ok how?

Share this post


Link to post
Share on other sites
24 minutes ago, sci-man said:

they cant control the release of their venom yet and they could

That is not a citation. It is another unsupported assertion.

Quote

im just talking about how we are comparatively weak to other animals that can kill us in an instant we could have evolved with fangs and claws and things like that but instead we have intelligence on a planet where no other creature can do the things that we do it was a miracle evolution and i just want to understand why.

I don't believe you've proven your point that we are comparatively weak. People kill more snakes than the other way around. I could kill most dogs before they could kill me. We may not be the most physically deadly animal on the planet, but you still only have a list of 50 that could beat us in a fight. Most animals should fear us.

Share this post


Link to post
Share on other sites
1 hour ago, sci-man said:

ok how?

Really? Traits that allowed high intelligence to thrive became more and more refined (tool use, for example), the body adapts over time (bigger craniums requiring bigger birth canals, etc), skills like communication and cooperation find a ripe environment full of intelligence, and then more emergent phenomena happen (consciousness, for example). 

Probably the best thing about intelligence, imo, is that it's a bit like having a crystal ball that lets us see the future. When you understand anything to a high enough degree, you can make predictions about what will happen with that thing in many scenarios. Figuring out migratory patterns of various prey animals, planning for weather events, and making traps are just a few of the ways we can predict behavior so we can overcome it. Predictive power is also one of the greatest assets of the scientific method.

 

 

Share this post


Link to post
Share on other sites
3 hours ago, sci-man said:

they cant control the release of their venom yet and they could

im just talking about how we are comparatively weak to other animals that can kill us in an instant we could have evolved with fangs and claws and things like that but instead we have intelligence on a planet where no other creature can do the things that we do it was a miracle evolution and i just want to understand why.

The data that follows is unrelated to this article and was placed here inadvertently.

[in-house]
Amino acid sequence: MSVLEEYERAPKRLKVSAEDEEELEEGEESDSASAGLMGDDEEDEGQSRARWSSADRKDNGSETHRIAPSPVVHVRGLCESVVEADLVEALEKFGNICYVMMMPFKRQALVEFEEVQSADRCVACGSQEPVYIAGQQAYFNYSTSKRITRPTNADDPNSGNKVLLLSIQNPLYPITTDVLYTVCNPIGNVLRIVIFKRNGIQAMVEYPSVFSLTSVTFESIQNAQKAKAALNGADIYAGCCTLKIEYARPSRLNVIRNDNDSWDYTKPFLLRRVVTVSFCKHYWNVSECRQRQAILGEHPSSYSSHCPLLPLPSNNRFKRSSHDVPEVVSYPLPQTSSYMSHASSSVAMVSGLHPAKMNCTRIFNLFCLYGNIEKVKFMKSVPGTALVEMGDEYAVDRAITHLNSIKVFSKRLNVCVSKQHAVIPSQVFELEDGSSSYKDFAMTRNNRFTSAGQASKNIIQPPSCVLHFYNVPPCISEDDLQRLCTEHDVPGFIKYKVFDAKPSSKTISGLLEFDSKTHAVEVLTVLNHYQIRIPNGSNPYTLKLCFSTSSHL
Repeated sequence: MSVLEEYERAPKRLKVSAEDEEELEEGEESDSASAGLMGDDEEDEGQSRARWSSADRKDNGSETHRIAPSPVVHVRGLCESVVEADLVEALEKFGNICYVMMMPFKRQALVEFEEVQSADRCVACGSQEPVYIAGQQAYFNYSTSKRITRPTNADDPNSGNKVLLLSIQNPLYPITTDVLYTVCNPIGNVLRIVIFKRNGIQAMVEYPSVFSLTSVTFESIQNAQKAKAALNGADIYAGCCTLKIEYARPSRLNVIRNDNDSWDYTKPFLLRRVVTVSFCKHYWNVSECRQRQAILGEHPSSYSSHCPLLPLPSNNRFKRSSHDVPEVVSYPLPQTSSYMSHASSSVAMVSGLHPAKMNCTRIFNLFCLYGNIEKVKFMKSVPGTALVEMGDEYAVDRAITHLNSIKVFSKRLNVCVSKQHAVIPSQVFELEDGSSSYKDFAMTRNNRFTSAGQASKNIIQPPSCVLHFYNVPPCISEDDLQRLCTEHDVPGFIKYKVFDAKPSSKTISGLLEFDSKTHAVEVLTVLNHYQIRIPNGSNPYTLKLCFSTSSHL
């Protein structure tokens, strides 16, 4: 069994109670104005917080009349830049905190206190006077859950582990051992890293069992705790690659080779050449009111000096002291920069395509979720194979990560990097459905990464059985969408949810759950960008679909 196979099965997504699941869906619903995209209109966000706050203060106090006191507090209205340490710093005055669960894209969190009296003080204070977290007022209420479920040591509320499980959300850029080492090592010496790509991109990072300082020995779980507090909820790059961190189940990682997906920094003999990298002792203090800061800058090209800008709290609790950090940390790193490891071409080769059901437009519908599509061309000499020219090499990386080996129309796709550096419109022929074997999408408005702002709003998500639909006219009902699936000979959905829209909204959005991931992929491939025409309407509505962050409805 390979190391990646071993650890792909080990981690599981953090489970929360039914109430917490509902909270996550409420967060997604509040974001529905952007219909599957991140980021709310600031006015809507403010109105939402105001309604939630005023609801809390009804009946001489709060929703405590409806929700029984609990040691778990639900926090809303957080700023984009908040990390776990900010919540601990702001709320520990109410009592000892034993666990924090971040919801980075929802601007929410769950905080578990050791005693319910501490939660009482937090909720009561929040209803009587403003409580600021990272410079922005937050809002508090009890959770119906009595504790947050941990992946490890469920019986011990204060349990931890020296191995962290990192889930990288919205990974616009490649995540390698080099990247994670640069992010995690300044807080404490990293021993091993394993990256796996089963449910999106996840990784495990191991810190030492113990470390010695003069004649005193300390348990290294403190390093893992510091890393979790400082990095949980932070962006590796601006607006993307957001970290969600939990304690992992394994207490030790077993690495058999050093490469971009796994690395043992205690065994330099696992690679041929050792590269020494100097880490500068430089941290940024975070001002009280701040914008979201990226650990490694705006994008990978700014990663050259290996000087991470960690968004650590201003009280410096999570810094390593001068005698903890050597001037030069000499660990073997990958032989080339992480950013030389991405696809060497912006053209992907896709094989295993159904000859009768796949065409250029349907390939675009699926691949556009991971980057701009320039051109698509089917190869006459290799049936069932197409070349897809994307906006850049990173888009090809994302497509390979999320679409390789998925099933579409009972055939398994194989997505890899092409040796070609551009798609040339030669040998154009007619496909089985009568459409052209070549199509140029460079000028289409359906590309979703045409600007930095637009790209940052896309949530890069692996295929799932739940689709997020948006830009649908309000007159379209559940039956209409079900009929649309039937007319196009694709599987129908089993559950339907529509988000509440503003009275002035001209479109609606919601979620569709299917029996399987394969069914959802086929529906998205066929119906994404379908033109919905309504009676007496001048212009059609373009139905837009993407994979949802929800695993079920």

The evolution of us homo sapiens to the Pinnacle of this planets food chain probably falls just a tad short of being worthy of labeling it a miracle.

Yet....I think most evolutionary biologists and anthropologists would admit that a vast amount of luck was involved.

If you took 100 identical scenarios, of our planet in the exact form and with the exact numbers and types of Flora and fauna and climatalogical conditions as it had, say. 200 million years ago....and then set all those replica scenarios in motion again, there's every chance that not in one of those 100 replays would we again enjoy an ascendance to the top. Nor would we outlive and prevail over the two dozen other subspecies of primate bipedal hominids.

A full 99% of all the species that ever enjoyed a day of life on this planet are gone. For good.

One doesn't transcend all those long odds without a good dose of luck or fortuitous occurrences.

Share this post


Link to post
Share on other sites
14 minutes ago, Velocity_Boy said:

The evolution of us homo sapiens to the Pinnacle of this planets food chain

Except we are not. We have a position in some fairly short food chains (grass - cows - humans ...) but we are not at the end of any of them. There are apex predators that would happily eat us. There are scavengers and microbes that will equally happily consume us after we are dead. (And others that will eat them.)

It is not even clear that humans are apex predators:

Quote

These [human trophic level] values are comparable to those of non-apex predators like anchovy or pig.[22]

...

In [some marine ecosytems], humans mainly eat predatory fish and have a fractional trophic level of 4.65 and 4.5 respectively, making them "apex predators in those systems."[23]

https://en.wikipedia.org/wiki/Apex_predator#Human_trophic_level

Share this post


Link to post
Share on other sites
43 minutes ago, Strange said:

Except we are not. We have a position in some fairly short food chains (grass - cows - humans ...) but we are not at the end of any of them. There are apex predators that would happily eat us. There are scavengers and microbes that will equally happily consume us after we are dead. (And others that will eat them.)

It is not even clear that humans are apex predators:

https://en.wikipedia.org/wiki/Apex_predator#Human_trophic_level

It's not called 'The circle of life' for nothing. I can't see where the "apex" is in a circle. 

Share this post


Link to post
Share on other sites
On 5/14/2018 at 6:24 PM, Velocity_Boy said:

Yet....I think most evolutionary biologists and anthropologists would admit that a vast amount of luck was involved.

Luck is a relative thing. Considering the amount of live which has gone extinct every living thing is lucky.